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July 2021 | Katherine Hogan

My First job in film

Katherine Hogan tells us why film festivals are so important, especially if you are an aspiring filmmaker.

When I was in college, I was taking Film Studies. It was my favourite class and in the two years I think I only missed one class. As well as the being encouraged to read about film, read screenplays, go to the cinema, buy film magazines were also advised to go to festivals. I can only remember this being mentioned once or twice but it was in the back of mind until 2007. A year of studying film and getting out of my comfort zone, visiting new cinemas, seeing films I wouldn’t have thought of, then I found the BFI London Film Festival programme at a cinema in Brentford. I couldn’t stop reading it. Even though it was pages of films being screened with no more detail that a paragraph, I was enthralled. Recognising Steve Buscemi’s name in the Masterclass sections, and that he had directed Interview, I became determined to go to the festival.

Having never gone to a film festival before I admit I was slightly lost amongst the crowds. It was the UK premiere of Interview and the press were crowding around the small Odeon in Leicester Square, which is now sadly gone. Excited that I got to walk on the red carpet I ran around the press a few times, unsure how to actually get into the building, pushed to the front, witnessed Sienna Miller and Steve Buscemi arrive then dashed into the cinema, worried I would miss the film. I was by myself but I didn’t feel alone. The cinema was sold out, packed row to row of film enthusiasts, some in groups, some sitting alone like me. I felt a constant buzz through the film and Q&A and was disappointed when it was all over. I got to see Steve Buscemi in his Masterclass too, even got up the courage to ask a question. This was my first taste of what film festivals were and once I had it, I couldn’t stop.

Living close to London I'm lucky, I can just hop on a train and be at the BFI whenever I please. But there are many other film festivals all around the country, both local and the more prestigious.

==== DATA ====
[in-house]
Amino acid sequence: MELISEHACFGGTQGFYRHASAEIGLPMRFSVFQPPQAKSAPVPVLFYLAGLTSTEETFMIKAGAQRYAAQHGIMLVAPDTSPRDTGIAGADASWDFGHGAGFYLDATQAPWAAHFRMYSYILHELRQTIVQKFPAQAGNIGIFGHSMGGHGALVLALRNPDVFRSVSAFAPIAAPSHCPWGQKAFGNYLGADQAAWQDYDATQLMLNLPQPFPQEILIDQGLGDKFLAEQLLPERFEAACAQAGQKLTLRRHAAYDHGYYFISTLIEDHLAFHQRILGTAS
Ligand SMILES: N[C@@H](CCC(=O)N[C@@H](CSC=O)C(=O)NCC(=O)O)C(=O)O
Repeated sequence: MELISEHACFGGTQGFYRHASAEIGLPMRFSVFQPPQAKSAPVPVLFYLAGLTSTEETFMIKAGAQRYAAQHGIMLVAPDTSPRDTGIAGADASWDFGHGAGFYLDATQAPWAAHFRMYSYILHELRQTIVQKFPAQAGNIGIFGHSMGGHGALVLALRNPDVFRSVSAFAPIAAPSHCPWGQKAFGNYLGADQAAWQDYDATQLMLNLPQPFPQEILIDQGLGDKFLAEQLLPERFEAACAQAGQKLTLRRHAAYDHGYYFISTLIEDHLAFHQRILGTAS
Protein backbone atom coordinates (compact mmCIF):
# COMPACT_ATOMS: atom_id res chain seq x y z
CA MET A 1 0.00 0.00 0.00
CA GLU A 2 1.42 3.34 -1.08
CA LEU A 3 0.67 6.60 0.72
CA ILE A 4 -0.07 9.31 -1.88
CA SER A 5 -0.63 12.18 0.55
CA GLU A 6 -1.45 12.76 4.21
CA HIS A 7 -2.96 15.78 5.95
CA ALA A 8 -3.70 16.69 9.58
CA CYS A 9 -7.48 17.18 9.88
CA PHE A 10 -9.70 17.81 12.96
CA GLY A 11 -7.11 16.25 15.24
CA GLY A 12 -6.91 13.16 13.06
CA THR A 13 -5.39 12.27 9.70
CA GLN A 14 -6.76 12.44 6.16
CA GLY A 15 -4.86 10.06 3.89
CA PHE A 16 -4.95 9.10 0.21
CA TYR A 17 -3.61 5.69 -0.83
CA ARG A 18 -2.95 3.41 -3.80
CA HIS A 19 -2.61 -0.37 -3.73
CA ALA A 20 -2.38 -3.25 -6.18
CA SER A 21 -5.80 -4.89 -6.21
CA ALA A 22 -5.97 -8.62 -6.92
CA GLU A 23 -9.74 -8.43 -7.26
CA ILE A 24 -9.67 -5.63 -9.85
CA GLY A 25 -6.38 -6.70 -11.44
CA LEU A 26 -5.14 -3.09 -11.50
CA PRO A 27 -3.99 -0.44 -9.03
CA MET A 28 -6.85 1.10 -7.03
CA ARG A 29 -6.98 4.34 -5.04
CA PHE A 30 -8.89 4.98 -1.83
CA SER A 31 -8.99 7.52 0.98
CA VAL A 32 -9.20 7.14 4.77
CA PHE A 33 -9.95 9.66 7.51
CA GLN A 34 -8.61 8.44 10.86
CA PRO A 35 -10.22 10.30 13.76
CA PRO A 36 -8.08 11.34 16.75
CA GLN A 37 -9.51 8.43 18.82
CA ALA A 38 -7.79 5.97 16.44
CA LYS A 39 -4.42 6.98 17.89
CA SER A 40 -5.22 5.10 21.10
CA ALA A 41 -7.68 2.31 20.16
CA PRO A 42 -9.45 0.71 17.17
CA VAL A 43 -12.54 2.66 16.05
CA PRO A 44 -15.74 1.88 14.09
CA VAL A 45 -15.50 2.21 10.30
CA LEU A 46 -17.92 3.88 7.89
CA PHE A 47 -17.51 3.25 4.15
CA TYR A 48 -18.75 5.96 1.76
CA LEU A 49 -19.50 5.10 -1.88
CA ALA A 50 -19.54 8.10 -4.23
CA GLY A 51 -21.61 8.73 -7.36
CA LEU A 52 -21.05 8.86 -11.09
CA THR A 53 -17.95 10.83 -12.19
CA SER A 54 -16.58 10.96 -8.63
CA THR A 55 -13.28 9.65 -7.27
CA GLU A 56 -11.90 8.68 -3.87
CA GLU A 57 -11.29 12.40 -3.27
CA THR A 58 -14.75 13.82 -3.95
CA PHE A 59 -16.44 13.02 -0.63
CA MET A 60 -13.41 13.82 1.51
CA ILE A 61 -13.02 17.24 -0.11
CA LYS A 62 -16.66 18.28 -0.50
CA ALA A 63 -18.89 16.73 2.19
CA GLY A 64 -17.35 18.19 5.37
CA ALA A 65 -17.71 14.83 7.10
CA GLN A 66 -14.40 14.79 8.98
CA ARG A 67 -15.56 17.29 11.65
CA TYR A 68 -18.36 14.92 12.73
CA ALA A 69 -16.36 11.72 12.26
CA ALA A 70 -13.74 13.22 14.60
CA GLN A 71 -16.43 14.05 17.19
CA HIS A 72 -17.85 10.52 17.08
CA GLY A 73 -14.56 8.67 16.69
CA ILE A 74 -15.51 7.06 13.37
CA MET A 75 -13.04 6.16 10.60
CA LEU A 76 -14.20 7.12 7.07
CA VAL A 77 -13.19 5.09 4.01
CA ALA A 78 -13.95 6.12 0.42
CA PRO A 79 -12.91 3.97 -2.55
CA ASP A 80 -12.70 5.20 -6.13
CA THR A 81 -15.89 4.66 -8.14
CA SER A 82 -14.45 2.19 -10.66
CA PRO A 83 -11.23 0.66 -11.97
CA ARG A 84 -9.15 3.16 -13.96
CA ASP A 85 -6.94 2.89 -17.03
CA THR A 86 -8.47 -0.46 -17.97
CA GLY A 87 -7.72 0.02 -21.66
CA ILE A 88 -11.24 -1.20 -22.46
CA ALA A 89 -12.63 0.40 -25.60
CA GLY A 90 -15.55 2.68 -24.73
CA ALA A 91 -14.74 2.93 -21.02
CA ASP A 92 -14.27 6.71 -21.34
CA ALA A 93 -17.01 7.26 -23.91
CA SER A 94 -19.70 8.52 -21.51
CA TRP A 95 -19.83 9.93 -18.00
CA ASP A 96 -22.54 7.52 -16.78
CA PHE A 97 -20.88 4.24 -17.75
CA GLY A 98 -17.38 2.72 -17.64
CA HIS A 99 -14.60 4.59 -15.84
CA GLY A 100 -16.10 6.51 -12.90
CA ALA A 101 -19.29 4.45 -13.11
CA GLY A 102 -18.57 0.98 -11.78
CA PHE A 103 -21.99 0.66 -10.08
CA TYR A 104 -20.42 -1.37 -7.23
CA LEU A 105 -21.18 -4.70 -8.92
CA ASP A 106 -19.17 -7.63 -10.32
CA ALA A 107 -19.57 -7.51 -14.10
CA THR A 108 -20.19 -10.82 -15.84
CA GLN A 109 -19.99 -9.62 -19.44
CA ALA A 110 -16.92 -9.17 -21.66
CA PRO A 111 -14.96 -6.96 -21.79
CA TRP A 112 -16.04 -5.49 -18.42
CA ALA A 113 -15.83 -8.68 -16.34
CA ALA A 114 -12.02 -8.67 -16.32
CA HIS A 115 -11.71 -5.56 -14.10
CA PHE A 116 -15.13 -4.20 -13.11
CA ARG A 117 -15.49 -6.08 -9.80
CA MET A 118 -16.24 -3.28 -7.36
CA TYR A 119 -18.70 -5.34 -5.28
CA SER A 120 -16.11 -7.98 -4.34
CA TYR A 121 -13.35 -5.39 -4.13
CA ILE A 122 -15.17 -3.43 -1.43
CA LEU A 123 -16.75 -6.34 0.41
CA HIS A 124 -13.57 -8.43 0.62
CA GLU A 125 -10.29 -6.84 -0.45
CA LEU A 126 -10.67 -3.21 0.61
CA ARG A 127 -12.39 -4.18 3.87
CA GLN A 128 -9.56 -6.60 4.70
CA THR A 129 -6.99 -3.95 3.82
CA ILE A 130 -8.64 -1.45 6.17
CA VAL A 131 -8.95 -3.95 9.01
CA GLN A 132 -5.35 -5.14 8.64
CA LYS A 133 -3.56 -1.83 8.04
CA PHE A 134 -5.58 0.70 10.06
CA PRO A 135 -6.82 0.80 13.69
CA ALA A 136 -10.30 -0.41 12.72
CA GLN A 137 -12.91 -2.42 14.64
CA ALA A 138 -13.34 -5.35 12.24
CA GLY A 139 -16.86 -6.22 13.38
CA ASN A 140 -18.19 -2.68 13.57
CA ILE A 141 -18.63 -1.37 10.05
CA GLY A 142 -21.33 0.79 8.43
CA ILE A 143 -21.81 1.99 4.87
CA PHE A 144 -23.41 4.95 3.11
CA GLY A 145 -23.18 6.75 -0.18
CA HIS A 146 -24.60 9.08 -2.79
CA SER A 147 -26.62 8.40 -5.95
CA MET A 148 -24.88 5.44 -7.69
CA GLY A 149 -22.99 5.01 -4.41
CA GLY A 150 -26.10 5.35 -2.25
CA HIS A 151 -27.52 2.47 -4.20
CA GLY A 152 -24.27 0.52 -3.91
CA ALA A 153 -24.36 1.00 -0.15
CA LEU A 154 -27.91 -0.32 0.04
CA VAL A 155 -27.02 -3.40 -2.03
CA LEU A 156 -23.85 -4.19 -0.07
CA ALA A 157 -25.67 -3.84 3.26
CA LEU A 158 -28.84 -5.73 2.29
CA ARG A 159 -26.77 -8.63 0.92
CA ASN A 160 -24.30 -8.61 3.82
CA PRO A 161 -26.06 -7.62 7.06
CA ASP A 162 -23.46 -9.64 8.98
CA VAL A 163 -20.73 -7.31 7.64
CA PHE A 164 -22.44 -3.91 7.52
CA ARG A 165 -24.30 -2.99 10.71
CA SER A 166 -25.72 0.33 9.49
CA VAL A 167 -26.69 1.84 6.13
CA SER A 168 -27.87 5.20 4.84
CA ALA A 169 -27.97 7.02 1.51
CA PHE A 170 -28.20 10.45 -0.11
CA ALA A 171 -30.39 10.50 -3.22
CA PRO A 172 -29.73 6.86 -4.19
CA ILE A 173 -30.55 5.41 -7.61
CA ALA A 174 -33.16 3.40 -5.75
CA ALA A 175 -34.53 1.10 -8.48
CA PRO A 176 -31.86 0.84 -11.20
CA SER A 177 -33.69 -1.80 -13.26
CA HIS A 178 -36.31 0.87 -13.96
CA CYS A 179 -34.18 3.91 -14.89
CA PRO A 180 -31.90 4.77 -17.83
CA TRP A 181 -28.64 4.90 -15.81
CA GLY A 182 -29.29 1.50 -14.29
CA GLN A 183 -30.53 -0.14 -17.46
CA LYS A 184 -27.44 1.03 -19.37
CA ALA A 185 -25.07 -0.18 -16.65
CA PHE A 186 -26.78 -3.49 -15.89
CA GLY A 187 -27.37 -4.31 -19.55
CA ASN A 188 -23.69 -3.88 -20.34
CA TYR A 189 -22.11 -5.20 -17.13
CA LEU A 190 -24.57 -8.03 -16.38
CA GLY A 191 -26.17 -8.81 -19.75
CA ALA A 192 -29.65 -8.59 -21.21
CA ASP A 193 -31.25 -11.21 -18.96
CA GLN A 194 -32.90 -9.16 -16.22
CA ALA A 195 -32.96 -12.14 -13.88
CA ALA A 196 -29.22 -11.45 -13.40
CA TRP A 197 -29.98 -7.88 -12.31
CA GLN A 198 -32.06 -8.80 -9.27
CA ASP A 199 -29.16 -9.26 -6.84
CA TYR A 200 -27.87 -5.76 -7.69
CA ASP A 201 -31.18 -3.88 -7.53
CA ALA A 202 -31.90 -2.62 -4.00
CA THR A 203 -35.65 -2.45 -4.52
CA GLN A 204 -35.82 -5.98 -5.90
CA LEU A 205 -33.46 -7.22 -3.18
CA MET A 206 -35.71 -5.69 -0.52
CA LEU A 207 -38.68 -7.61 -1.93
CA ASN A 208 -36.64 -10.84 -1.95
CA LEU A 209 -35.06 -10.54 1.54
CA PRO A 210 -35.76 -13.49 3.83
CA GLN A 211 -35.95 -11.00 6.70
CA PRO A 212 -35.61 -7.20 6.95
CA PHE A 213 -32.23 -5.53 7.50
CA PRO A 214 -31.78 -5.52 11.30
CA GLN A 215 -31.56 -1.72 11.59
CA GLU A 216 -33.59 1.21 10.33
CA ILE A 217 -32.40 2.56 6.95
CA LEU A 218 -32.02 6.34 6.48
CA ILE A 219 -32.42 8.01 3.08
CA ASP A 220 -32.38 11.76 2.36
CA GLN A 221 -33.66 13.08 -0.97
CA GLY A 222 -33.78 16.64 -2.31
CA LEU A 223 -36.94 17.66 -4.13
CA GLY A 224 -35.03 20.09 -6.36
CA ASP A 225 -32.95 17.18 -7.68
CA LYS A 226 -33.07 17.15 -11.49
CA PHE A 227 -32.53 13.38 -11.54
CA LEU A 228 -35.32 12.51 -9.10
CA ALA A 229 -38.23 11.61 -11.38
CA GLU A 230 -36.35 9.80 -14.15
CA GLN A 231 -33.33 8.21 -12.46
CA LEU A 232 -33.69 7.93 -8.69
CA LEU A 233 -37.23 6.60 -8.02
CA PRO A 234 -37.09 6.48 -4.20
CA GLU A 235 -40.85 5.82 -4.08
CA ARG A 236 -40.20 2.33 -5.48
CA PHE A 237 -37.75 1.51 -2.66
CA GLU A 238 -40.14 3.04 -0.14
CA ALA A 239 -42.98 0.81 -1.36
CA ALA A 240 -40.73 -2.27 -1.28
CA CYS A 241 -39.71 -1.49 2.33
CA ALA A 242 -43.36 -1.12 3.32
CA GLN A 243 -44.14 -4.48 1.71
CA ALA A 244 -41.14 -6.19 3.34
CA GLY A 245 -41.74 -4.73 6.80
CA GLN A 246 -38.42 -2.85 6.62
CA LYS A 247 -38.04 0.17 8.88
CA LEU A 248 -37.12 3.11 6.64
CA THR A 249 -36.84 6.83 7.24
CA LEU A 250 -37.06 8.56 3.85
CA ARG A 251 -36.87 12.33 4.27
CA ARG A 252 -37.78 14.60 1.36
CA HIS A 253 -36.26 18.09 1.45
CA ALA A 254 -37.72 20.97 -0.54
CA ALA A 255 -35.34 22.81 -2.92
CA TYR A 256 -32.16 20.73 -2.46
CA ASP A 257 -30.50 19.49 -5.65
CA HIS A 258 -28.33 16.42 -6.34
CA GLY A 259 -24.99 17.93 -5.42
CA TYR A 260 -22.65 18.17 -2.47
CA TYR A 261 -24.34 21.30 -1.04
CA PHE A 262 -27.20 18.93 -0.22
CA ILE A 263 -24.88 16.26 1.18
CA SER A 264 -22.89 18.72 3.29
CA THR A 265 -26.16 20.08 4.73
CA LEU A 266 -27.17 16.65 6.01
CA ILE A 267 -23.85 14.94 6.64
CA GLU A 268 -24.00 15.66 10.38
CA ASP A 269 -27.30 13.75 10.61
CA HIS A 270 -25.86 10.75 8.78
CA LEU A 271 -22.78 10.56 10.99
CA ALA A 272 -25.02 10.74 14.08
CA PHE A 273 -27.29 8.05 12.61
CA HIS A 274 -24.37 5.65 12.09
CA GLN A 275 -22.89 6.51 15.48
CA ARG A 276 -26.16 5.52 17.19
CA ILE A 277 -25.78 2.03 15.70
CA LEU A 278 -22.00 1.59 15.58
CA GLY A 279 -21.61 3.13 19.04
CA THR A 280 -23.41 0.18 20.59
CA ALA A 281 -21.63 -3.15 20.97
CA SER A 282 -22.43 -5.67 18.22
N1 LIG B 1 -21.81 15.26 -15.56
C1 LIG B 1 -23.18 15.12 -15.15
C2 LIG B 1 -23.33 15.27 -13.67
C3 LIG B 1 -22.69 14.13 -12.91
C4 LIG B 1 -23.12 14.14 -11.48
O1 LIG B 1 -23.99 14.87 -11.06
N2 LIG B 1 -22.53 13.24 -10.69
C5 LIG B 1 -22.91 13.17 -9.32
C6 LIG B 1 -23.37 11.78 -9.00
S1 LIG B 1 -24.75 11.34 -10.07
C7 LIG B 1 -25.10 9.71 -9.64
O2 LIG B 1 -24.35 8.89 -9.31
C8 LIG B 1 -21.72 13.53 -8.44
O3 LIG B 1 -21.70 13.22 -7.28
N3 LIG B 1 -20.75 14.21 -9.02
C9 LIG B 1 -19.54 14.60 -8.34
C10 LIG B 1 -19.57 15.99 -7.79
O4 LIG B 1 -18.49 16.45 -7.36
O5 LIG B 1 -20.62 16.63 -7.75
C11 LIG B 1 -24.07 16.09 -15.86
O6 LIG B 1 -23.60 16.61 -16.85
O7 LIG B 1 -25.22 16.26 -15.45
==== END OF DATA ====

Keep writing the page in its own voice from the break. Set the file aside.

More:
Film festivals are important for any aspiring filmmaker as they open up your mind to other experiences, including films and stories you might not get a chance to see. Any aspiring writer is told time and time again that to be a better writer you have read books and plenty of them. It’s the same with film, and there is no better place than a film festival to discover something new. Festivals are also the perfect place to discover films from around the world that might not even be released in the UK, which makes the screenings special, and in some cases unique.

If you do plan on studying film at University or you’re already there, you will be learning about markets and festivals as a perfect place to showcase your work. Starting at student festivals and working your way up to the big leagues such as BFI or Edinburgh (which do accept submissions from everyone) is the way to go if you start with a short film and then move into features. Attending festivals as a spectator you can find out what is accepted and the what the festival is looking for.

As well as film screenings, festival also offer up a wealth of other opportunities. There are events where people in the industry talk about their experiences and upcoming projects. Networking opportunities with both newcomers and those who have attended previous festivals are invaluable. Festivals such the BFI Future Film Festivals offer classes and advice sessions which has an age cut off, encouraging younger future filmmakers to join in. The opportunities and benefits of film festivals have changed since I first attended, but now there are even more reasons to get involved.

I wouldn’t describe Film Festivals as rites of passage for all those who want to make films, write films, teach film even, but they are important to attend. Watching films is the best education (apart from hands on work of course) and introduction into how the industry works.

If you are in love with films as much as I am you wouldn’t think twice about trekking across the city to a little local festival in North London for a screening in a village hall, or risking punting on the river in Cambridge to kill time between films. I’ve actually put myself through the wind, rain and crowds of people who didn’t know who John Hurt was, just so I could see a film at a festival. Every time, it was worth the trouble.

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